A common dream for creative people is making a living by selling poems or short stories. Unfortunately, it's also a difficult career to break into. A number of habits can help increase your chances of success, as can careful study of your market and the buyers in it. If you are willing to work hard, handle rejection well and are eager to improve your skills when people give you advice, you might be ready to succeed in the difficult world of publishing.
Learn your market. Aim what you write directly at what your chosen market wants.
Write what you love, and write every day. Develop a great writing style with passion and practice. Establish a habit of writing at a specific time with a specific goal every single day.
Edit to perfection, then seek unbiased opinions prior to submitting your story or poem. Polish your writing after others have given frank assessments.
Make a list of target markets that pay. Note the editors names, any submission time periods, publication addresses, formatting information and special notes. Always submit manuscripts exactly the way the market requests them.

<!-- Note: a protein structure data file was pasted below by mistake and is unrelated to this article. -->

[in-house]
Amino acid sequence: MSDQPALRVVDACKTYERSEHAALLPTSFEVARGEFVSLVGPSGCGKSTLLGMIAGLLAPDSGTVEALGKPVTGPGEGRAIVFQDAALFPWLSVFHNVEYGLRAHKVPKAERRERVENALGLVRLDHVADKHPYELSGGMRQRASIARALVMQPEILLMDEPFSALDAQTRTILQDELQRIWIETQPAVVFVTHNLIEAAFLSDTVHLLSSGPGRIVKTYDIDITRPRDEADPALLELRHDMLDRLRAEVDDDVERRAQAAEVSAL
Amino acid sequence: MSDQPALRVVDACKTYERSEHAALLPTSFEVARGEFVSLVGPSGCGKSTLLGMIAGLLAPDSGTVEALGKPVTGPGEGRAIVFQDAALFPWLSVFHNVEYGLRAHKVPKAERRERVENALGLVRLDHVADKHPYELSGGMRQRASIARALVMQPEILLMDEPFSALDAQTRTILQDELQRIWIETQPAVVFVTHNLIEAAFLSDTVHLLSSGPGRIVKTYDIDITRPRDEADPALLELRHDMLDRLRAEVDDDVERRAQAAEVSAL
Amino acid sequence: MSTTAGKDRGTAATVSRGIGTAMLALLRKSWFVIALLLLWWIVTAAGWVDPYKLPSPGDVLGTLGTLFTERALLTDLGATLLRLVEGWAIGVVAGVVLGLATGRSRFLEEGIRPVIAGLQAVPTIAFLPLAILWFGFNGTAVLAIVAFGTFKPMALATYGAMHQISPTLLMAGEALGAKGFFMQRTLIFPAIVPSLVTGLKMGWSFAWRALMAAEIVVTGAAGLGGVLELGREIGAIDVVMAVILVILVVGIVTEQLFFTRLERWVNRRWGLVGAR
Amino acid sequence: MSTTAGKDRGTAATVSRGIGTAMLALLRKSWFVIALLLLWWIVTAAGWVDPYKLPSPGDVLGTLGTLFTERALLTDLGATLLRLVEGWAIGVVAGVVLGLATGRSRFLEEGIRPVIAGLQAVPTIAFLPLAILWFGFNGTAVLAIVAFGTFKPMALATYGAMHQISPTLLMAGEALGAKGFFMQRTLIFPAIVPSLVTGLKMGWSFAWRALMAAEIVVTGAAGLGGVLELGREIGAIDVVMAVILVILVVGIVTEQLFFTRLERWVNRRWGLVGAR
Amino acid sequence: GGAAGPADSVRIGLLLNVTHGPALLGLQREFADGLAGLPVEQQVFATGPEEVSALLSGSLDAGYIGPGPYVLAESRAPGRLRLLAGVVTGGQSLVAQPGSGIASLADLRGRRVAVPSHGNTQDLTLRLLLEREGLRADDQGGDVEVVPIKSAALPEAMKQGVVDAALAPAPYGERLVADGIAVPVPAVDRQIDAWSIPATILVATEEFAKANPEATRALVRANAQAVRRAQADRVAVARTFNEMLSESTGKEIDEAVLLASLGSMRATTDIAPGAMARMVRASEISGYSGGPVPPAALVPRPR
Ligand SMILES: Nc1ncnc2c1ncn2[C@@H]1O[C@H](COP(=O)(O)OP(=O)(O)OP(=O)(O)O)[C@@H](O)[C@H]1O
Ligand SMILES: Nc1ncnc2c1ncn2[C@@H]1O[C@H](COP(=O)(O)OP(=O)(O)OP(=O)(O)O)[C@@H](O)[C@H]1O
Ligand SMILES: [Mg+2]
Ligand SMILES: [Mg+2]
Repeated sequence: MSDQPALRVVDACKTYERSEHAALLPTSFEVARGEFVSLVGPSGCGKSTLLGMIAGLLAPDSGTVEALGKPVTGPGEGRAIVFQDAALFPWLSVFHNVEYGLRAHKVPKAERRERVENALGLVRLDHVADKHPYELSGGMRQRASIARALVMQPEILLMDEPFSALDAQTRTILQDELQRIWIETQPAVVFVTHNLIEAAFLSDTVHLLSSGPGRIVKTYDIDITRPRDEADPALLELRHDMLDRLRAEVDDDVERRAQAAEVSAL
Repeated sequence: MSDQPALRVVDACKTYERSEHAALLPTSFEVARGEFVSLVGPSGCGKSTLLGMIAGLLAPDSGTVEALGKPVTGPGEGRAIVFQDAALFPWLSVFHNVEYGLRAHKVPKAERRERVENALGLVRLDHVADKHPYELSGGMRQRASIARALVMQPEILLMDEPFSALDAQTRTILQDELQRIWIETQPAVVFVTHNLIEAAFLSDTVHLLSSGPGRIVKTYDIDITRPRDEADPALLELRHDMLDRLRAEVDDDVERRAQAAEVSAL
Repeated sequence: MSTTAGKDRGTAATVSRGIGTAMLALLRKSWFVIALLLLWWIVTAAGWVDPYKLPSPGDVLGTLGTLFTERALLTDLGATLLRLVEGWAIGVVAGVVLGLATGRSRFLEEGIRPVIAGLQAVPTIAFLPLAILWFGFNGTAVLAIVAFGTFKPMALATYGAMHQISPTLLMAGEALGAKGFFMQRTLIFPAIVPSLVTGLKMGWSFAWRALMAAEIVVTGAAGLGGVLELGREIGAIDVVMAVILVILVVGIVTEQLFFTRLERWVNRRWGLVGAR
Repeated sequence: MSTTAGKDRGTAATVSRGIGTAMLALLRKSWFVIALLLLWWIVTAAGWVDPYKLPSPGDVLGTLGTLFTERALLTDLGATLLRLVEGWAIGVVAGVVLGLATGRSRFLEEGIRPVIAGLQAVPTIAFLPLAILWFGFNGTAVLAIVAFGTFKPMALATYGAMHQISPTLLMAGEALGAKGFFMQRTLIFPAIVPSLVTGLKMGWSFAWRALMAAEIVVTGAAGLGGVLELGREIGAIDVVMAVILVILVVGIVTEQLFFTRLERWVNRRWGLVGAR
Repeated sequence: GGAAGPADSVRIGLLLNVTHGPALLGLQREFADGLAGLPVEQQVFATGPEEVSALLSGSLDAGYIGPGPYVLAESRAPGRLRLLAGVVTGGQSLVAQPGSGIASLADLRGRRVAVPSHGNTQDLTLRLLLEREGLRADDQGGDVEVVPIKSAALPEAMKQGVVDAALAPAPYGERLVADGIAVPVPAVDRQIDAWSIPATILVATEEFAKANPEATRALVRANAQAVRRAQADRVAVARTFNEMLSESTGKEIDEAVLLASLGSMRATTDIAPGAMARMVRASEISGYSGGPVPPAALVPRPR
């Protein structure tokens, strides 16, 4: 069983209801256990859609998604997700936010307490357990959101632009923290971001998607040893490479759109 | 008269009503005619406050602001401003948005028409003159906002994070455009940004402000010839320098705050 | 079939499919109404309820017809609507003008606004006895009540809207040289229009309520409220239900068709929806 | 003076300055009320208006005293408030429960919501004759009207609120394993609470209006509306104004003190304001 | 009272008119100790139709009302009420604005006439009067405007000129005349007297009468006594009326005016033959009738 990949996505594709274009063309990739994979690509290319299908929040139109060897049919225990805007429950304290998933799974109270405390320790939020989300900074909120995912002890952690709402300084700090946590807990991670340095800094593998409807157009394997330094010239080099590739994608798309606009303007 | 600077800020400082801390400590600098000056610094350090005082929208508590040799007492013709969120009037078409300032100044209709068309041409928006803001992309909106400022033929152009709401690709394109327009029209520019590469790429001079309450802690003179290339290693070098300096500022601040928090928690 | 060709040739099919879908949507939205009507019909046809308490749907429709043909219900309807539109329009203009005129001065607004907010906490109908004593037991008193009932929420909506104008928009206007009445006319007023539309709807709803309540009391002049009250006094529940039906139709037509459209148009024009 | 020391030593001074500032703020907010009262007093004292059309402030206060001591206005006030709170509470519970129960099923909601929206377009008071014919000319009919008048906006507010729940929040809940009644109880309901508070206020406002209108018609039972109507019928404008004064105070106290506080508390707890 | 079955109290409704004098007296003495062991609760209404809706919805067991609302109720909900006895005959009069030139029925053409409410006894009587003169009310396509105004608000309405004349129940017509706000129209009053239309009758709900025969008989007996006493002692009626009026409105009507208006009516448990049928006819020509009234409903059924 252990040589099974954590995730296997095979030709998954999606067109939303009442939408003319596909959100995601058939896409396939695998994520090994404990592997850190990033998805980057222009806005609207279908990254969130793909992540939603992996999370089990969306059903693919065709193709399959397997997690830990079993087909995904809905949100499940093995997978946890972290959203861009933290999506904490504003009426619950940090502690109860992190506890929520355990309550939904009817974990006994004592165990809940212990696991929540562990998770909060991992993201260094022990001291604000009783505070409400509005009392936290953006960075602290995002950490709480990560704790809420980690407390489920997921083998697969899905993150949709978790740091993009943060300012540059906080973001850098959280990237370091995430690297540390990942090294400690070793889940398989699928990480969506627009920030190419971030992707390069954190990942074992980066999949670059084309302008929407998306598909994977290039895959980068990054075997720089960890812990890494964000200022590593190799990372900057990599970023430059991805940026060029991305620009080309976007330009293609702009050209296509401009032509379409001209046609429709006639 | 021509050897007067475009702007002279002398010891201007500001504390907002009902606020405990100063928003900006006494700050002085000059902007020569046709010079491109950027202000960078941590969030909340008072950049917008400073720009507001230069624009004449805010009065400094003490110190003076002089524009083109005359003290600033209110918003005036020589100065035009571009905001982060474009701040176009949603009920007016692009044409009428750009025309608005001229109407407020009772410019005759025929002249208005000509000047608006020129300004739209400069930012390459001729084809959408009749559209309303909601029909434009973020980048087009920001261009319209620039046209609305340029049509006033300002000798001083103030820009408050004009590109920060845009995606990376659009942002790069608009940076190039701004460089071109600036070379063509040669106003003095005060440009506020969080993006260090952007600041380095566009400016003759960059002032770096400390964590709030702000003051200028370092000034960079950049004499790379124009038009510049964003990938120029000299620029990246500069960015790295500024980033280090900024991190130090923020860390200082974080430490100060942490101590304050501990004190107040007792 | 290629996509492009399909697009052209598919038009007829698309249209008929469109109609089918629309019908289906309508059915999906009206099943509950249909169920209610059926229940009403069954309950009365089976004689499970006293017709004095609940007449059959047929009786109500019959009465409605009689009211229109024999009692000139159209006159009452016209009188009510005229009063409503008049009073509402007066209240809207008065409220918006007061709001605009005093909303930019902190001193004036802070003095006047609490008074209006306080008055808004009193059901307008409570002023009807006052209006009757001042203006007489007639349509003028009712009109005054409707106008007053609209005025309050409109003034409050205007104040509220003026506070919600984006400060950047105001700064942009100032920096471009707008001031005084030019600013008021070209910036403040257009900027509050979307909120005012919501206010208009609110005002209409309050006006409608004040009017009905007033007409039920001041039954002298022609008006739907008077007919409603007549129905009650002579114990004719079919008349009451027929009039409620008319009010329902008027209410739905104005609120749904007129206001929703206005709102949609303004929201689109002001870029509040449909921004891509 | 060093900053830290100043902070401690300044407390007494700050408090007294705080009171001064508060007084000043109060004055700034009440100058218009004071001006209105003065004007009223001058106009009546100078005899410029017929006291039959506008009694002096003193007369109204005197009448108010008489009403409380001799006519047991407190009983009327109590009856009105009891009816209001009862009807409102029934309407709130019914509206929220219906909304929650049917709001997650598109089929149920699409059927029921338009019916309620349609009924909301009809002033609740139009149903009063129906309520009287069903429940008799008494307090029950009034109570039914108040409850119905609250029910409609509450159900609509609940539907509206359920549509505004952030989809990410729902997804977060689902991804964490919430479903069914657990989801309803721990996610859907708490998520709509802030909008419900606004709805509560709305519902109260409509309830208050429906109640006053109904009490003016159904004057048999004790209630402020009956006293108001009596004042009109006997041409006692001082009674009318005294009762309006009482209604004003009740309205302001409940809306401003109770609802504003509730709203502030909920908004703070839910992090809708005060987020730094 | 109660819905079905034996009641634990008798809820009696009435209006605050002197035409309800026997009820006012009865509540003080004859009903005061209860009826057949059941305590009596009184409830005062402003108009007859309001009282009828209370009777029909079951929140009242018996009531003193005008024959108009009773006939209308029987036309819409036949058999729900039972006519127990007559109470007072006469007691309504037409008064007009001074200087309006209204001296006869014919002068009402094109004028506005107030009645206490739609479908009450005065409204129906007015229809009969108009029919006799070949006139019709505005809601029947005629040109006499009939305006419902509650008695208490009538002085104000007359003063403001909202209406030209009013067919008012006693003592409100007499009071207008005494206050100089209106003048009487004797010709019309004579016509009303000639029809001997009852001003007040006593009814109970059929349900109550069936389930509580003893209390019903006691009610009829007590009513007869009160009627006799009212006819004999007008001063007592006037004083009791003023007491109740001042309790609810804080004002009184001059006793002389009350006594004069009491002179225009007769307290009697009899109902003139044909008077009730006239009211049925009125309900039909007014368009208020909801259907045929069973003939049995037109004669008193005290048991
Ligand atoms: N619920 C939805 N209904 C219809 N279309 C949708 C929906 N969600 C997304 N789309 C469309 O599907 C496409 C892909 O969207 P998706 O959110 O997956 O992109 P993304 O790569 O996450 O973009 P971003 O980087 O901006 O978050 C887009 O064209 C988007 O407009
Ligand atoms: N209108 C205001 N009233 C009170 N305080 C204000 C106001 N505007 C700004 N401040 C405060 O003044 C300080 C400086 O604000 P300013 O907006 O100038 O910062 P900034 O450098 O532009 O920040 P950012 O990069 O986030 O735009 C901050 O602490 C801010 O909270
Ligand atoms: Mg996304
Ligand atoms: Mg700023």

Submit to paying markets. When you receive a rejection, don't dwell on it. Instead, submit to the next market on your list.
As soon as you place a submission in the mail, sit down and write the next story or poem. Always be working on a new story or poem.
Market yourself. Establish a fan base among those who have read your stories and poetry. Try to make a connection with those people using social networking or a website, and ensure they are aware of every new publication.
Once you're secure in your talent, writers' conferences and conventions can help you network and give you insider information about what's hot. Explore emerging markets. For example, Amazon provides a simple self-publishing platform for writers, and a few new short works are marketed primarily as iPhone apps. If your dream is to be a writer, look for other writing venues to bring income while you are developing your fiction career.
Do not quit your day job. Writing poetry and short fiction rarely brings a stable income.
- CNN Money: Amazon Has New Stories to Tell
- "Writer's Market"; Writers Digest Books; 2011
- Comstock/Comstock/Getty Images